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Some background: graphics newbie here, have just dipped my toes into the world of 3D in the browser with mrdoob's excellent three.js. I intend to go through all the tuts at soon :)

I'd like to know how one would roughly go about re-creating something similar to:

My naive understanding of how yooouuutuuube works is as follows:

  1. Create a massive BitmapData (larger than any reasonable browser window size).
  2. Determine the number of required rows / columns (across the entire BitmapData plane, not just the visible area) based on the width/height of the target video frame
  3. Copy pixels from the most recent video frame to a position on the BitmapData (based on the direction of movement)
  4. Iterate through every cell in the BitmapData, copying pixels from the cell that precedes it
  5. Scroll the entire BitmapData in the opposite direction to create the illusion of movement, with a Zoetrope-type effect

I'd like to do this in WebGL as opposed to using Canvas so I can take advantage of post-processing using shaders (noise and color channel separation to mimic chromatic aberration).

Here's a screenshot what I have so far:

enter image description here

  • Three videos (same video, but separated into R, G and B channels) are drawn to a canvas 2D context. Each video is slightly offset in order to fake that chromatic aberration look.
  • A texture is created in Three.JS which references this canvas. This texture is updated every draw cycle.
  • A shader material is created in Three.JS which is linked to a fragment shader (which creates noise / scanlines)
  • This material is then applied to a number of 3D Planes.

This works just fine for showing single frames of video, but I'd like to see if I could show multiple frames at once without needing to add additional geometry.

What would be the optimal way of going about such a task? Are there any concepts that I should be studying/investigating in further detail?

share|improve this question
up vote 4 down vote accepted

            var video = document.createElement( 'video' );
            video.autoplay = true;
            video.addEventListener( 'loadedmetadata', function ( event ) {

                var scale = 0.5;
                var width = video.videoWidth * scale;
                var height = video.videoHeight * scale;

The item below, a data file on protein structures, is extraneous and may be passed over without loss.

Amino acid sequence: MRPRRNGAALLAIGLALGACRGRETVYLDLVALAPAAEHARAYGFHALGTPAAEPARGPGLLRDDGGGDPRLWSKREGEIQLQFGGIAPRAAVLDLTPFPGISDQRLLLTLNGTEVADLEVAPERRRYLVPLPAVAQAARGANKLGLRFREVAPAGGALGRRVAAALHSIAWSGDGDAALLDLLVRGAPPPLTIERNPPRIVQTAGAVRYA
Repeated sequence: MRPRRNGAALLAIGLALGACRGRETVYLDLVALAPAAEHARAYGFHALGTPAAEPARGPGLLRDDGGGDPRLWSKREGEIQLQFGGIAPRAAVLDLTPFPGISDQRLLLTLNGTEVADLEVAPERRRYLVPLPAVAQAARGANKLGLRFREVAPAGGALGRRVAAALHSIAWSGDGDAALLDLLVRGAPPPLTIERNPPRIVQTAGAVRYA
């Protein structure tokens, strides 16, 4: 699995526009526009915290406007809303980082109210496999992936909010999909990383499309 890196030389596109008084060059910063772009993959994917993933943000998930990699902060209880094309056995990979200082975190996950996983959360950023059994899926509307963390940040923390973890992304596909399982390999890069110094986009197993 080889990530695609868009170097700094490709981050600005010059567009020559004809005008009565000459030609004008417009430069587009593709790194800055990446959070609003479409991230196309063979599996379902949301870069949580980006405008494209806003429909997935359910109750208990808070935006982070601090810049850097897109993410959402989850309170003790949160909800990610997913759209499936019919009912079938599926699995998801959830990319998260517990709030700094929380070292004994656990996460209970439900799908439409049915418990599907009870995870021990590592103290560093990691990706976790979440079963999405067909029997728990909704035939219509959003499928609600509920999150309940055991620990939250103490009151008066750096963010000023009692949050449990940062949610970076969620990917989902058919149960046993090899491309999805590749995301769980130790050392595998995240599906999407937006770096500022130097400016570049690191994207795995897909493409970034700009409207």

var items_total = ( window.innerWidth * window.innerHeight ) / ( width * height );

                for ( var i = 0; i < items_total - 1; i ++ ) {

                    var canvas = document.createElement( 'canvas' );
                    canvas.width = width;
                    canvas.height = height;

                    canvas.context = canvas.getContext( '2d' );
                    canvas.context.scale( scale, scale );

                    document.body.appendChild( canvas );


                setInterval( function () {

                    var child = document.body.insertBefore( document.body.lastChild, document.body.children[ 1 ] ); // children[ 0 ] == <script>
                    child.context.drawImage( video, 0, 0 );

                }, 1000 / 30 );

            }, false );
            video.src = 'video.ogv';

share|improve this answer
Oh, I just read the part where say you wanted WebGL for the post processing stuff. Well, this should be a good base I think. Same trick: every frame update only 1 texture, and re-swap all the planes. – Mr.doob Oct 5 '11 at 20:46
I think I was definitely thinking about things the wrong way — I was hoping to come up with a solution that could be contained in say, a ShaderMaterial, which would then be applied to one PlaneGeometry and that's it. (... is that even possible?) I'll try using what you've given as a base and work with a number of planes instead. Thanks for your help. – Robin Pyon Oct 5 '11 at 22:43

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